CALLED BUT NOT CHOSEN

by Ed Mampel

“For many are called, but few chosen.”

(Matthew 22:14)

One day I got a call to go tell about Jesus.

I didn’t want this call, but how could one talk this Invisible Presence out of it?

I had a nice job, and I lent some support to my mom didn’t I?

“What about my mom LORD? And what about my job?”

I was working as a re-ride operator at Playland Park in San Antonio then. I got no answers to those questions, just “GO.”

Still, I resisted the call for a couple days, for good reason I thot: I didn’t know how to talk to others, nor did I know the Bible that well, being just an at random reader; but I could understand how Jonah musta felt when he was called to go preach to the people of Nineveh. I had no thot of fleeing from God tho.

The Invisible Presence told me I could take my Bible with me and just read verses at random at various homes He would select.

Well this Invisible Presence is a heavy cloud of persuasiveness on you to go do something, till you do it, so I went.

Drizzly, dreary weather; but in going I felt good, relieved.

My first night out I slept in an abandoned truck off on the side of the road leading into Austin.

Then, hitchhiking on in, I read verses from the Bible to people at their homes, one home here, and one home there, and one time somebody called the police on me and they took me to the Salvation Army for the night.

And back at it the next day I was.

Having to eat, I got a job mowing a woman’s lawn with her real old rusty lawn mower which took more time to do,

but I made a couple bucks.

A couple bucks at that time would buy a lot, so I had a loaf of bread and sandwich meat and other goodies in my paper bag,

and a drink.

So I sat down to eat somewhere,

then took the paper bag with me.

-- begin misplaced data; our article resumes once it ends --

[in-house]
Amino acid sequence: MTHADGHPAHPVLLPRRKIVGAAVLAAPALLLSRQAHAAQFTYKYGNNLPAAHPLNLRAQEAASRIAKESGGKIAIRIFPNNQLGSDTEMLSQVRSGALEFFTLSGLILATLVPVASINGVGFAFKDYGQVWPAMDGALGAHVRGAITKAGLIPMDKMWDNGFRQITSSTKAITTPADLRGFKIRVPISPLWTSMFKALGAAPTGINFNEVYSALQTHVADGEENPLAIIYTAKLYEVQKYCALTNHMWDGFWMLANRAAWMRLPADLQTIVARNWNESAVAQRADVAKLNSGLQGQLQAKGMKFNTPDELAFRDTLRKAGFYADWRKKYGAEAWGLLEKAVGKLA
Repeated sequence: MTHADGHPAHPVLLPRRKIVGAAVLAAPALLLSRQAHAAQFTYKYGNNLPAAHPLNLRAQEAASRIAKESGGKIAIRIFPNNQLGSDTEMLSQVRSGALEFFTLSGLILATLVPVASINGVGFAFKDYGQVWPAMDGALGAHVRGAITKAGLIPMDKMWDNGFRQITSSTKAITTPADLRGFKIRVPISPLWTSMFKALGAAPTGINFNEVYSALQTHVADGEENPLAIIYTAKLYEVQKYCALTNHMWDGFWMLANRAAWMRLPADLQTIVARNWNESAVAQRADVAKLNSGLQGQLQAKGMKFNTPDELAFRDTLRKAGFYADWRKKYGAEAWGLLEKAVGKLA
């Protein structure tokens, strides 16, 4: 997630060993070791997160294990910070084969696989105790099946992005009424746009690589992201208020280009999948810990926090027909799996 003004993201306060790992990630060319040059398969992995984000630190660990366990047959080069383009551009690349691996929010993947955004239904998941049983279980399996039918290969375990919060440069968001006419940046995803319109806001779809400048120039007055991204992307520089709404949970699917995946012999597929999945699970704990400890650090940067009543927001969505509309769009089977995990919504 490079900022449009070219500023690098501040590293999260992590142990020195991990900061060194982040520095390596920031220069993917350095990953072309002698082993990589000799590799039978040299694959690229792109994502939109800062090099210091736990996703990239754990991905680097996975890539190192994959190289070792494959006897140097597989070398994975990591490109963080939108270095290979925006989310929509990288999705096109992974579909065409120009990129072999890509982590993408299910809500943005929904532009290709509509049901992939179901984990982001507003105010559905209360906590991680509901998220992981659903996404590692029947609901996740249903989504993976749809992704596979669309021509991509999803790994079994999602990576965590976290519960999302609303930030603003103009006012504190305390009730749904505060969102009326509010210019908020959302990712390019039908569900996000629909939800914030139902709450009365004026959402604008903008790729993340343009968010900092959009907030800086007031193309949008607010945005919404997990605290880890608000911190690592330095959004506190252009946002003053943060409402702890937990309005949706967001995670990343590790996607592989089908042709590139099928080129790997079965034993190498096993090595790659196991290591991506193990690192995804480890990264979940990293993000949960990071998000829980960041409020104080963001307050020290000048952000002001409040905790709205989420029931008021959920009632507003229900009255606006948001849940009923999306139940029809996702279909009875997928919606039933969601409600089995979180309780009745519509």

“Leave it,” I was told.

“Leave it? Leave it where?” I asked.

Well where I was of course, “On the sidewalk there, just leave it and walk away. And leave your change too.” So I did.

In town, I saw a man on a soapbox preaching Jesus, and I stopped to listen along with other people gathered ’round.

If I woulda been more spiritual, I would have gone with that man preaching Jesus, but instead I turned my back on him

and walked away. [I now regard that as an error.]

After Austin, I was told to go to Fort Worth.

On the highway leading in, me carrying my Bible,

a group of girls in a jeep was calling out that they had sex for sale. I thot, “LORD, You shoulda sent Billy Graham here,

not me.”

No word was given me, on what to do, instantaneously,

so I walked around town some. On some old stately stone bridge, I descended the steps to a flat surface there,

thinking of Hamlet, and even quoted the famous soliloquy,

“To be, or not to be …” my favorite of Shakespeare’s soliloquies, this one, strangely, made me think

of how great life is.

In all of Fort Worth, I only had one person to read to,

a young woman, at her screen door. So I told her God told me to “read a few words to you,” and she shook her head

that that would be fine, and so I read:

“Let not your heart be troubled:
ye believe in God, believe also in Me.
In my Father’s house are many mansions:
If it were not so, I would have told you.
I go to prepare a place for you.
And if I go and prepare a place for you,
I will come again,
and receive you unto Myself;
that where I am, there ye may be also.
And whither I go ye know, and the way ye know.”
Thomas saith unto Him,
“LORD, we know not whither thou goest,
and how can we know the way?”
Jesus saith unto him,
“I am the way and the truth and the life;
no one cometh unto the Father but by Me.
If ye had known Me,
ye should have known my Father also;
and from henceforth ye know Him,
and have seen Him.” (John 14:1-7)

After I left, I read about how Abraham was tested by God

with his son, Isaac, and felt that my testing period was over.

It was over, so I went home and Mom was glad and so was I, that it was over. And my job awaited me.

Joe Wilson, in charge of running the roller-coaster,

told me it had rained the five days I was gone, so there was no hurry about hiring somebody else.

Considering this episode, I felt like one called, but not chosen;

not that it makes me any less a believer.

Ed Mampel is a writer who lives in Kingsland, Texas.

See all articles by Ed Mampel